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Armine Avetisyan

Armine Avetisyan is a print and broadcast journalist from Armenia who has covered social and political issues in the country since 2007. She holds a Master’s Degree from the Georgian Institute of Public Affairs (GIPA).

Protests as Yerevan authorities demolish cafés around Opera Square

The authorities said they wished to restore green areas in the city that had been developed on and vowed that more areas would be cleared.

In pictures | Nowhere else to go: the stories of Yerevan’s homeless

There is one shelter in the city, with a capacity of 100, but it is not enough to house the hundreds living on Yerevan’s streets.

‘I don’t want our faces to be labeled as poor and miserable’ — extreme poverty in Armenia

Around a third of Armenians live in poverty, and despite promises from successive governments, the number is not decreasing.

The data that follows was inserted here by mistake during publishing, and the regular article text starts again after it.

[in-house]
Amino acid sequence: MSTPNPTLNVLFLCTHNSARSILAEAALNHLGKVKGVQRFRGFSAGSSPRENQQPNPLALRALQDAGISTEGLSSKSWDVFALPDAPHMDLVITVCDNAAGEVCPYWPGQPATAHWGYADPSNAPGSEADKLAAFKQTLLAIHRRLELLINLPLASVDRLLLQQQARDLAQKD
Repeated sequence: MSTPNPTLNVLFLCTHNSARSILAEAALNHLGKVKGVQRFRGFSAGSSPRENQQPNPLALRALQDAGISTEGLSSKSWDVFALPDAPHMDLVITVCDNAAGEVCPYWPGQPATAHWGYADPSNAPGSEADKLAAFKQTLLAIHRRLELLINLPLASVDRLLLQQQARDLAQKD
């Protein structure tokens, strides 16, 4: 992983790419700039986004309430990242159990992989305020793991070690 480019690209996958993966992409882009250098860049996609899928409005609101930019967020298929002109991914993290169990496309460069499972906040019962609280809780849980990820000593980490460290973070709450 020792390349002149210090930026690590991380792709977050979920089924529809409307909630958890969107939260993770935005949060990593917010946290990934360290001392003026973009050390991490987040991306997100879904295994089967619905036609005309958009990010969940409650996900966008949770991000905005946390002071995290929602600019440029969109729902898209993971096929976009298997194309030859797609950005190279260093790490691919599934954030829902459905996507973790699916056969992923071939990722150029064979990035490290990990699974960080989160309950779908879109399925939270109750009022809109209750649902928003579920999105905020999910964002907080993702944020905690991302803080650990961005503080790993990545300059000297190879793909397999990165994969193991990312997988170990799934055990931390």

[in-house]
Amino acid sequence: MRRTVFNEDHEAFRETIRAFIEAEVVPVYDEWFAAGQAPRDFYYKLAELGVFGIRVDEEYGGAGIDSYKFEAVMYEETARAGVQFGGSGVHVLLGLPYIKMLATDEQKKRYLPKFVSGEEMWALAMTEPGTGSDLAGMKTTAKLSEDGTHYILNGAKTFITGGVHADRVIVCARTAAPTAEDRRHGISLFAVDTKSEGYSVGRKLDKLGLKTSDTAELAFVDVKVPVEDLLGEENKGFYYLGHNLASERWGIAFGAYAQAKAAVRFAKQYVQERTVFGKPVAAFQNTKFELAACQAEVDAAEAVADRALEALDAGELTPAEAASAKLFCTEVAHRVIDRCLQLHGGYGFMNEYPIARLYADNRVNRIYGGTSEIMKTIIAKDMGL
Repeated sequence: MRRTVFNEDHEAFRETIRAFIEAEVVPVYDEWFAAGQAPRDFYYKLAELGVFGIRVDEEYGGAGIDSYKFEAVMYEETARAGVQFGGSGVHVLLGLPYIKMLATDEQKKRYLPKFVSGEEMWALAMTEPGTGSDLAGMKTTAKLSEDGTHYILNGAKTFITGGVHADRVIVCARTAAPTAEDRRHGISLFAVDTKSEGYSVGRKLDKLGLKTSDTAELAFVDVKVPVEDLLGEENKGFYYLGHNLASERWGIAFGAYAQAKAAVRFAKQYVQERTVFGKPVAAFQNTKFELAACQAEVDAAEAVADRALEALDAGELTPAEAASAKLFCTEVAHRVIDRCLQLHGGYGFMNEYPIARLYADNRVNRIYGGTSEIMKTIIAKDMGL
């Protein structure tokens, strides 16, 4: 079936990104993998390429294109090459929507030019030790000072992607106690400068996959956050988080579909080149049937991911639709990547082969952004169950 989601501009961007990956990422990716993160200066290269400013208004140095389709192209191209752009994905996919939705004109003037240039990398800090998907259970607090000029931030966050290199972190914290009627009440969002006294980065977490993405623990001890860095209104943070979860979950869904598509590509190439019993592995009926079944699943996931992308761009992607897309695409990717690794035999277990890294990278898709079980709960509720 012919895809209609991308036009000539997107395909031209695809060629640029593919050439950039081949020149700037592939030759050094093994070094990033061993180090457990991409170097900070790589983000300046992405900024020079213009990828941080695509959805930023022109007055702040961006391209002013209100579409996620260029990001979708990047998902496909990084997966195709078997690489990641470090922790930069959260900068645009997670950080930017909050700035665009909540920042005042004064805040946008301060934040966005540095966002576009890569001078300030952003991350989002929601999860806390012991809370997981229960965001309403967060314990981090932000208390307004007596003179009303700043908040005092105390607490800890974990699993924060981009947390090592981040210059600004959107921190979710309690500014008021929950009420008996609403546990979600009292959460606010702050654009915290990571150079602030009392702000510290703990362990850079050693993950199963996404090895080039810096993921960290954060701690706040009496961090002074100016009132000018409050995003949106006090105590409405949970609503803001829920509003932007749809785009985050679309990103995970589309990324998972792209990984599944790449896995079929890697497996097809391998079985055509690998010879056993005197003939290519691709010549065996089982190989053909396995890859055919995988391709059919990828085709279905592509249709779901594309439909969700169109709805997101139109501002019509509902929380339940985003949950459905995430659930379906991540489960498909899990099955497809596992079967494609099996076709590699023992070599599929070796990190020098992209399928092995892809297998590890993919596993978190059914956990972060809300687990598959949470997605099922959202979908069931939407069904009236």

Talking about sex: an unspoken topic in Armenia

While schools have introduced basic lessons on living a ‘healthy lifestyle’ that touch on the topic of sex, experts say they are not fit for purpose.

‘Enhanced security’: Armenian settlers in Nagorno-Karabakh

Some worry Nagorno-Karabakh’s settlement policy in sparsely populated territories could set back the peace process.

Age discrimination in Armenia: why women turn to plastic surgery to find work

A lack of legal protection means employers are free to discriminate against female applicants based on their age or how they look.

When Armenian students go to battle

During Armenia’s Velvet Revolution, students led from the front committing acts of civil disobedience.

Living in an ‘enemy land’: the Armenian women working abroad

Low pay and high unemployment have led many Armenian women to seek work abroad, to Russia and even Turkey — a country many consider an ‘enemy land’.

Sexual violence in the family: a taboo topic in Armenia

Cultural taboos and shaming of victims means that women subjected to sexual violence at home often do not come forward.

‘Begging is also work’: street children in Armenia

While parents can face time in prison for child neglect, many join their children in the streets, finding an income any way they can.